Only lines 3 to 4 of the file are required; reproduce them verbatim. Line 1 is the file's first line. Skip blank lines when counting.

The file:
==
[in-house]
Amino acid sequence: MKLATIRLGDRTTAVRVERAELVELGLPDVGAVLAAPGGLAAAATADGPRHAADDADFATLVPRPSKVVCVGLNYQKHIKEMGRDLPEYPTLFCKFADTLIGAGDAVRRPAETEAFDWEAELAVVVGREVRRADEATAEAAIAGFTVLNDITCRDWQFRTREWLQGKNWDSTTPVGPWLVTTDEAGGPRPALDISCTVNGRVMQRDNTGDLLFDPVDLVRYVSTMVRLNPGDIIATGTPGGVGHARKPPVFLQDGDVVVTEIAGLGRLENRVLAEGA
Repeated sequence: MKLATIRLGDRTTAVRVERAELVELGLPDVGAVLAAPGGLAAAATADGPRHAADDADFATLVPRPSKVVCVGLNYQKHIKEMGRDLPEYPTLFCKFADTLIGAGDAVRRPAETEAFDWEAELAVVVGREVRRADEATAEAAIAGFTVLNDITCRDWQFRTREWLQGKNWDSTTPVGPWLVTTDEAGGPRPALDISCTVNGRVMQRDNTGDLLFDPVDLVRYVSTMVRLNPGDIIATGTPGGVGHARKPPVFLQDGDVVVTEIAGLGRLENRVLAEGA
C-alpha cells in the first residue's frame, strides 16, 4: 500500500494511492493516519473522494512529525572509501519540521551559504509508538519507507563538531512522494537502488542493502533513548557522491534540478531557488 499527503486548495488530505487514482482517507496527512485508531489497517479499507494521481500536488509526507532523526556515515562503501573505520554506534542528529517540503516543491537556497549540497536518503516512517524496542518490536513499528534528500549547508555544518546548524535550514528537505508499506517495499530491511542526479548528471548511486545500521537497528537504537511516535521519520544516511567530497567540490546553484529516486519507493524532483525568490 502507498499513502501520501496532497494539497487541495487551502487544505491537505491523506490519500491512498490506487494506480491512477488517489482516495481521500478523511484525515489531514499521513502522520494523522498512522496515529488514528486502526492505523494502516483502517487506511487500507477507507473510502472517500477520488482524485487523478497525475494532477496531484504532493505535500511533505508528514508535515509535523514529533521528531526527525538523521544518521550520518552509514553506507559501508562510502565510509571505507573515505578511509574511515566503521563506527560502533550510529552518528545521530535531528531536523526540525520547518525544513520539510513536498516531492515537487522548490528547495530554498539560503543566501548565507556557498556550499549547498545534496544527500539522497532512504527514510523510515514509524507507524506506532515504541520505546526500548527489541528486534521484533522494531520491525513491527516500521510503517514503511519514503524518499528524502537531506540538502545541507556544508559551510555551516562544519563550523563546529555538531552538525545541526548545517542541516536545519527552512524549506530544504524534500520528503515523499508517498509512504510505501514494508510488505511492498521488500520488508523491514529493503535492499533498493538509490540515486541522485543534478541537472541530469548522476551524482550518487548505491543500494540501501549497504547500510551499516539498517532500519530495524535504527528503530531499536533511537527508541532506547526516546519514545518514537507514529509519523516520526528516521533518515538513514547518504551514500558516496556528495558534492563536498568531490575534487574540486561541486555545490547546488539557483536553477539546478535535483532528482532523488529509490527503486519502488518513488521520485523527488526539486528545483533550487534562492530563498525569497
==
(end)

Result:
Repeated sequence: MKLATIRLGDRTTAVRVERAELVELGLPDVGAVLAAPGGLAAAATADGPRHAADDADFATLVPRPSKVVCVGLNYQKHIKEMGRDLPEYPTLFCKFADTLIGAGDAVRRPAETEAFDWEAELAVVVGREVRRADEATAEAAIAGFTVLNDITCRDWQFRTREWLQGKNWDSTTPVGPWLVTTDEAGGPRPALDISCTVNGRVMQRDNTGDLLFDPVDLVRYVSTMVRLNPGDIIATGTPGGVGHARKPPVFLQDGDVVVTEIAGLGRLENRVLAEGA
C-alpha cells in the first residue's frame, strides 16, 4: 500500500494511492493516519473522494512529525572509501519540521551559504509508538519507507563538531512522494537502488542493502533513548557522491534540478531557488 499527503486548495488530505487514482482517507496527512485508531489497517479499507494521481500536488509526507532523526556515515562503501573505520554506534542528529517540503516543491537556497549540497536518503516512517524496542518490536513499528534528500549547508555544518546548524535550514528537505508499506517495499530491511542526479548528471548511486545500521537497528537504537511516535521519520544516511567530497567540490546553484529516486519507493524532483525568490 502507498499513502501520501496532497494539497487541495487551502487544505491537505491523506490519500491512498490506487494506480491512477488517489482516495481521500478523511484525515489531514499521513502522520494523522498512522496515529488514528486502526492505523494502516483502517487506511487500507477507507473510502472517500477520488482524485487523478497525475494532477496531484504532493505535500511533505508528514508535515509535523514529533521528531526527525538523521544518521550520518552509514553506507559501508562510502565510509571505507573515505578511509574511515566503521563506527560502533550510529552518528545521530535531528531536523526540525520547518525544513520539510513536498516531492515537487522548490528547495530554498539560503543566501548565507556557498556550499549547498545534496544527500539522497532512504527514510523510515514509524507507524506506532515504541520505546526500548527489541528486534521484533522494531520491525513491527516500521510503517514503511519514503524518499528524502537531506540538502545541507556544508559551510555551516562544519563550523563546529555538531552538525545541526548545517542541516536545519527552512524549506530544504524534500520528503515523499508517498509512504510505501514494508510488505511492498521488500520488508523491514529493503535492499533498493538509490540515486541522485543534478541537472541530469548522476551524482550518487548505491543500494540501501549497504547500510551499516539498517532500519530495524535504527528503530531499536533511537527508541532506547526516546519514545518514537507514529509519523516520526528516521533518515538513514547518504551514500558516496556528495558534492563536498568531490575534487574540486561541486555545490547546488539557483536553477539546478535535483532528482532523488529509490527503486519502488518513488521520485523527488526539486528545483533550487534562492530563498525569497